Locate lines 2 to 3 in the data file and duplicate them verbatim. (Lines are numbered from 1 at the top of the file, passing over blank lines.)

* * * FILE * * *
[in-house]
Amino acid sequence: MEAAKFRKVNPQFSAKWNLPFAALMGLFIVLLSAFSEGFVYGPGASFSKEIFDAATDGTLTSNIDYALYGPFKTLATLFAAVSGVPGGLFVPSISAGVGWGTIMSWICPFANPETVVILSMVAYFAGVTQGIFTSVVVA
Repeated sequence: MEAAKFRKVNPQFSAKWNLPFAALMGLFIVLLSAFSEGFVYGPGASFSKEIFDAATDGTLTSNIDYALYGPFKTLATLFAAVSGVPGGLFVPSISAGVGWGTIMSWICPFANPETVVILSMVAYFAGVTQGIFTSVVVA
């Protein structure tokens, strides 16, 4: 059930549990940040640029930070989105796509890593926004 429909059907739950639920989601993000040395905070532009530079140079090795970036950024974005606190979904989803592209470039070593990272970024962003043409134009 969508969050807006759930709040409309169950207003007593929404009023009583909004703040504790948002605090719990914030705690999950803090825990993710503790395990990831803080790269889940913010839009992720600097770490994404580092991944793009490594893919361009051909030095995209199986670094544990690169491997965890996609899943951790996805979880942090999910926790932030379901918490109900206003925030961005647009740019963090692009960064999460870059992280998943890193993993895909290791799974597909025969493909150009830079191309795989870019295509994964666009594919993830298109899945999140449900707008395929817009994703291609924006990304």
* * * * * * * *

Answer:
Amino acid sequence: MEAAKFRKVNPQFSAKWNLPFAALMGLFIVLLSAFSEGFVYGPGASFSKEIFDAATDGTLTSNIDYALYGPFKTLATLFAAVSGVPGGLFVPSISAGVGWGTIMSWICPFANPETVVILSMVAYFAGVTQGIFTSVVVA
Repeated sequence: MEAAKFRKVNPQFSAKWNLPFAALMGLFIVLLSAFSEGFVYGPGASFSKEIFDAATDGTLTSNIDYALYGPFKTLATLFAAVSGVPGGLFVPSISAGVGWGTIMSWICPFANPETVVILSMVAYFAGVTQGIFTSVVVA